A Campaign’s Money Does Not Grow On Trees – A Look At Where The Money In NY-24 Comes From
By Gilat Melamed – Syracuse, N.Y. (CitrusTV) – There is more than a 30-fold difference in the number of PAC contributions to Rep. John Katko’s campaign compared to Dana Balter’s campaign for the 24th Congressional District, according to campaign finance records since the primary in late June.
Despite this major difference in PAC contributions, the total amount of money each candidate has raised is very close. FEC filings show the Republican incumbent has raised $2,137,134.30 in total contributions this election cycle, while his Democratic challenger edged him out by just over $100,000, raising a total of $2,265,750.48.
The two are raising money in vastly different ways.
Since primary season ended, Katko received 160 PAC contributions, and Balter has received five (three of them from the same PAC), according to campaign finance data. Money from individuals is where Balter makes up the difference. The political newcomer has received over $2 million from individuals, while Katko clocks in at just over $850,000.
The importance of money to a political campaign is a reality that cannot be understated. Last week, election tracker Cook Political Report changed ten of its house race predictions, citing fundraising advantages as playing a role.
On the left, accepting money from corporate PACs has become increasingly criticized this election cycle. Fresh Democratic blood like Alexandria Ocasio-Cortez and 2020 contenders like Kamala Harris are saying they won’t take money from the groups.
“Political committees, or PACs, they’re organized campaign finance vehicles that can collect money from individuals, but they collect it subject to a contribution limit,” said Michael Kang, an election law professor at Northwestern.
The Balter campaign has been highlighting the difference in how the two candidates raised money. The Kakto campaign has not responded to a request for a statement at this time.
“Balter’s support came overwhelmingly from individuals (91.8%), in contrast to Katko’s 48.7% – the rest came from PACs and party committees,” said the Balter campaign via a press release.
Corporate PACs, as opposed to political activism or ideological focused PACs, generally do not give money to challengers. Katko receiving significantly more money from PACs than Balter has is not something unique to him. Kang describes why the motives behind PACs fuel their donations.
“One basic distinction between corporate PACs and individual donors, or even really super PACs, are that company PACs they want access, so they’re not ideologically driven,” he said. “So if I’m Delta and I run Delta’s PAC, probably what Delta wants is Delta wants to be heard on all the issues that affect the company, and so what they do is give money with that in mind.”
Campaign donations from corporate PACs have come under the spotlight recently in this race. The most unpredictable moment in the candidate’s first debate was when Balter accused Katko of changing legislation in a TSA Pre-Check bill due to campaign donations he received from the airline industry.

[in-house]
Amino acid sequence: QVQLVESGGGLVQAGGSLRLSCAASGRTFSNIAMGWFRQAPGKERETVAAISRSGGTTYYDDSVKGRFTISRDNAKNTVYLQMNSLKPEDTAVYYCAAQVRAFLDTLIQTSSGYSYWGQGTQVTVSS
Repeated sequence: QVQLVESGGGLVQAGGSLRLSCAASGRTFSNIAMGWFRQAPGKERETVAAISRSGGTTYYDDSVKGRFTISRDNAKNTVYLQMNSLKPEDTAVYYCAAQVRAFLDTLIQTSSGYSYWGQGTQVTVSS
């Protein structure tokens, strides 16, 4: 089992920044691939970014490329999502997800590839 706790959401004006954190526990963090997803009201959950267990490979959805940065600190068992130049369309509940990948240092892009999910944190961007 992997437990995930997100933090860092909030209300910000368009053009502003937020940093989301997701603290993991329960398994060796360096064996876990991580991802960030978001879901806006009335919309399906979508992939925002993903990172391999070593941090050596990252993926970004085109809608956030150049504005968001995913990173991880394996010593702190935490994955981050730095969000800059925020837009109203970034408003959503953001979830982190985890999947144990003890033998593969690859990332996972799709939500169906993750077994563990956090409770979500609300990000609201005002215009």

“You, I believe it was the day before the markup, got thousands of dollars in contributions from the airline industry, and the very next day during markup changed one of the major provisions of your own bill in the way the airline industry wanted it to be changed,” Balter said during the debate.
Katko vehemently denied the accusation calling it “outrageous.”
“To think that I would somehow be influenced by something like that is ridiculous,” Katko responded during the debate. “I don’t remember exactly what you’re talking about, but I can tell you one thing I’ve never been influenced by anybody in my life.”
This incident from 2015 that the two debated aside, a broader look at PAC donations to Katko’s 2018 campaign in the general election shows he received money from about a dozen air travel related PACs, totaling to nearly $20,000, according to FEC filings. Among these groups are Delta Air Lines Political Action Committee; United Airlines, Inc. Political Action Committee and Netjets Association of Shared Aircraft Pilots PAC.
The relation between airline industry PACs and Katko is not unusual. Katko is a member of the House Committee on Transportation and Infrastructure, and chairs the Transportation and Protective Security division of the Homeland Security committee. From the PACs’ standpoints it’s in their best interests to put their money where their legislative mouth is.
“It’s definitely the case that the more powerful an incumbent is the more fundraising potential he has from corporate PACs, there’s no question about it,” Kang said. “They give to whoever is going to benefit from them most.”
On Balter’s end, the few PACs she has received money from are partisan, because she does not have a voice on industry legislation. These PACs include Democracy For America, whose founder is former DNC chair Howard Dean, and Off the Sidelines PAC, which is Sen. Kirsten Gillibrand’s (D-NY) PAC for women’s issues. Like Balter, and most candidates, Katko is receiving money from numerous partisan PACs too.
In just four days we’ll see how the money pays off. Until then, Katko and Balter will make a final push with one more debate that will air Sunday on WSYR.